>>>> As a consequence, and depending on which route Dan pursues with the
>>>> restructured libvirt, I would assume that either a privileged
>>>> libvirtd-part
>>>> outside of containers creates the devices by entering the right
>>>> namespaces,
>>>> or that libvirt in the container can consume pre-created tun/tap
>>>> devices,
>>>> like qemu.
>>> That would be nice, but as far as I understand there will always be a
>>> need for
>>> some privileges if you want to use a tap device.  It's nice that CNI
>>> does that
>>> and all the containers can run unprivileged, but that's because they do
>>> not open
>>> the tap device and they do not do any privileged operations on it.  But
>>> QEMU
>>> needs to.  So the only way would be passing an opened fd to the
>>> container or
>>> opening the tap device there and making the fd usable for one process in
>>> the
>>> container.  Is this already supported for some type of containers in
>>> some way?
>>> Martin
>> Hi,
>> So another option here call it #3 is to pass open fds via unix sockets.
>> If there are privileged operations that QEMU is trying to do with the fd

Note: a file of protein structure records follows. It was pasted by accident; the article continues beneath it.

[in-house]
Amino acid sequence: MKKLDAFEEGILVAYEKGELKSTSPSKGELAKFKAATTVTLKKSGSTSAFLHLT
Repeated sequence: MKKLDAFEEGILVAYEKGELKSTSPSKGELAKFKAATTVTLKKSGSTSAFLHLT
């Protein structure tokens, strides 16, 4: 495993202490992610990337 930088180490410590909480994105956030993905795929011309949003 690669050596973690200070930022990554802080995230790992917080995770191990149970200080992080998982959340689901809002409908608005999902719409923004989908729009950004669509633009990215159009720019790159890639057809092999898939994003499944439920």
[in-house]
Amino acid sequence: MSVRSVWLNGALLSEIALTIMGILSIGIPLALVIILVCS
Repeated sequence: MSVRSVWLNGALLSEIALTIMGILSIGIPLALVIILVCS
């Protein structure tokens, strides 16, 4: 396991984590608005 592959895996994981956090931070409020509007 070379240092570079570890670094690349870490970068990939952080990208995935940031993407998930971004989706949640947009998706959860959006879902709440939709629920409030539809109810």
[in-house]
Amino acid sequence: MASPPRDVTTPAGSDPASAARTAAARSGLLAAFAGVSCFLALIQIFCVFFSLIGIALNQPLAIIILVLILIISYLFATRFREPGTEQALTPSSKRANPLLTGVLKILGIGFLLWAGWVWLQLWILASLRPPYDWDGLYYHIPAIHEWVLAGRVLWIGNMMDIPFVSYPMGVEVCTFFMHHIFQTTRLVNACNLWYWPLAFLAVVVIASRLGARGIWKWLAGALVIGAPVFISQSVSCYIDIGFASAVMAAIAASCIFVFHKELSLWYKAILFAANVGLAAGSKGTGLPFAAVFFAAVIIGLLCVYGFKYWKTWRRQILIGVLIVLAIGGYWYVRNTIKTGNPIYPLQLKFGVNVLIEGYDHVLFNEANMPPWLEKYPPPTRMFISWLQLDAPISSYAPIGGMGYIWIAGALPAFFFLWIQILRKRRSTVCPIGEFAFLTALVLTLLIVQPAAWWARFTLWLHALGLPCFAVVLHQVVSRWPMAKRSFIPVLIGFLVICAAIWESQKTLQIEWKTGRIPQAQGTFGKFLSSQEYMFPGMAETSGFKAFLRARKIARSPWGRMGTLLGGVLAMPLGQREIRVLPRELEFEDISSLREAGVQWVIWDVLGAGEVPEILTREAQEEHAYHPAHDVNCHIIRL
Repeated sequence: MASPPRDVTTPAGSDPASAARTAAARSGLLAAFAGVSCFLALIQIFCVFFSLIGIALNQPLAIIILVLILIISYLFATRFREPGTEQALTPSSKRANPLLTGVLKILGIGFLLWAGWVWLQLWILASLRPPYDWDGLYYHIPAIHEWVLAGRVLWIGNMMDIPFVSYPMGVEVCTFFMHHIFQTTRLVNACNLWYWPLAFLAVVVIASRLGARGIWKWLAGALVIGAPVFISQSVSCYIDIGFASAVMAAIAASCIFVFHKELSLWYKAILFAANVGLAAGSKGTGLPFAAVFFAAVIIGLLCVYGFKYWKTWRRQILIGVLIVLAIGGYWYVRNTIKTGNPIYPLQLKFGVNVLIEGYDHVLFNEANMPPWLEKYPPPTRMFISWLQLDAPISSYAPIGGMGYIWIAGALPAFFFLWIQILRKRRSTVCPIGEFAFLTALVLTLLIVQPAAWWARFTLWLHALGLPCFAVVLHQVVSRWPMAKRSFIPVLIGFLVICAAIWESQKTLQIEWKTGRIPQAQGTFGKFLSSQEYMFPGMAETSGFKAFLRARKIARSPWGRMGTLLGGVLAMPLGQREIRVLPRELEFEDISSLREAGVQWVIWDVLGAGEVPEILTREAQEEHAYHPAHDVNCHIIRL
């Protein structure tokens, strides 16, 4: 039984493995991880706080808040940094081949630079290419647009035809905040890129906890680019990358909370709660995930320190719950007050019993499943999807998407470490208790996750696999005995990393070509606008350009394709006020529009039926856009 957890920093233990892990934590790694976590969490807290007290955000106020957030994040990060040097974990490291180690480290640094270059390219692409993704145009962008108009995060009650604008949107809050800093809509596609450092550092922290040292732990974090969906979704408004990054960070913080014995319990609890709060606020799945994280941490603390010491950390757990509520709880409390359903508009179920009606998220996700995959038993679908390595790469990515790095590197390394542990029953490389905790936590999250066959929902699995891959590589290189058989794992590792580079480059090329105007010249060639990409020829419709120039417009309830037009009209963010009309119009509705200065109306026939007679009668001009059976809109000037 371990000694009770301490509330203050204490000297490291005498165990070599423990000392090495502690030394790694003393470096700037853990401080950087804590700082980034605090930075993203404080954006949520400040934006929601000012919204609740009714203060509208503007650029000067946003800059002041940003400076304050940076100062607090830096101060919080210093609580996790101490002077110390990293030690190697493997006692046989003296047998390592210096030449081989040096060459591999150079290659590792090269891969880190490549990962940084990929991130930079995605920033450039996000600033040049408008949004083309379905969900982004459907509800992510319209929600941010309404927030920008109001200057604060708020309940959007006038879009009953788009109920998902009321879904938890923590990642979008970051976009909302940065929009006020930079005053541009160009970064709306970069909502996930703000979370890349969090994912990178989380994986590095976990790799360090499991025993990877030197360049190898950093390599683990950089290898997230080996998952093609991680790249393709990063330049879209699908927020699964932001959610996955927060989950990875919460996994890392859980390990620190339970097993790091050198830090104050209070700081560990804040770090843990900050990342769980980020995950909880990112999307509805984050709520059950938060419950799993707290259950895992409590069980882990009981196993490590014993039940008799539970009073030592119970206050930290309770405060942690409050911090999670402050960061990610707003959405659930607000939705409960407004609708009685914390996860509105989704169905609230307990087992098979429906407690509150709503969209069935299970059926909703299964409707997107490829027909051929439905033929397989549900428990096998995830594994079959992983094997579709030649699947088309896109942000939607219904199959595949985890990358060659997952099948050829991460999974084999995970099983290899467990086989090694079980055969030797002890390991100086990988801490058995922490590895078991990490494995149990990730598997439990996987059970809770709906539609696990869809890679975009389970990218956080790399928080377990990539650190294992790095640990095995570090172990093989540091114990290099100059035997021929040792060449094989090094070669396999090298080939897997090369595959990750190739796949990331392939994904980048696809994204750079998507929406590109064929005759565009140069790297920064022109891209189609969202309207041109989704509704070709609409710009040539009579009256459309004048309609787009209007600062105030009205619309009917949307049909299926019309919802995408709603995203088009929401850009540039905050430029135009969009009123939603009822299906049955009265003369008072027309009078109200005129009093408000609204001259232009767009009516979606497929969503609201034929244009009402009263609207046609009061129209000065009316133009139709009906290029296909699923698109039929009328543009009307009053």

>> though, how will opening it first and then passing it to an unprivileged
>> QEMU address that? Is the opener doing those operations first?
> Sorry for the confusion, but QEMU is not doing any privileged
> operations.  I got
> confused by the fact that anyone can open and do a R/W on a tap device. 
> But it
> looks like that's on purpose.  No capabilities are needed for opening
> /dev/net/tun and calling ioctl(TUNSETIFF) with existing name and then
> doing R/W
> operations on it.  It just works.
> Correct me if I'm wrong, but to sum it all up, the only things that we
> need to
> figure out (which might possibly be solved by ideas in the other thread)
> are:
> tap:
> - Existence of /dev/net/tun
> - Having permissions to open it (0666 by default, shouldn't be a nig deal)
> - Knowing the device name
> macvtap:
> - Existence of /dev/tapXX
> - Having permissions to open /dev/tapXX
> - One of the following:
>  - Knowing the device name (and being able to translate it using a
> netlink socket)
>  - Knowing the the device index

Right - from the device name one can grab the device index using
SIOCGIFINDEX and then use that to access /dev/tap{device index}. Since
devtmpfs is not mounted in containers (since its not namespaced) and
mknod() is I think often not allowed, the mknod() has to happen by a
privileged process when the the container is being created. In addition,
libvirtd would need to be changed to open this existing device
(currently it only opens macvtap devices that it creates). This is
option #1.

> The rest should be an implementation detail.
> Am I right?  Did I miss anything?

I don't think so, I'm interested if option #1 is workable or if there is
interest in option #2 which is to do something like /dev/net/tun in the
kernel for macvtap devices.

Since as Daniel pointed out something like option #1 is going to be
needed anyways to work on older kernels it seems like the best option?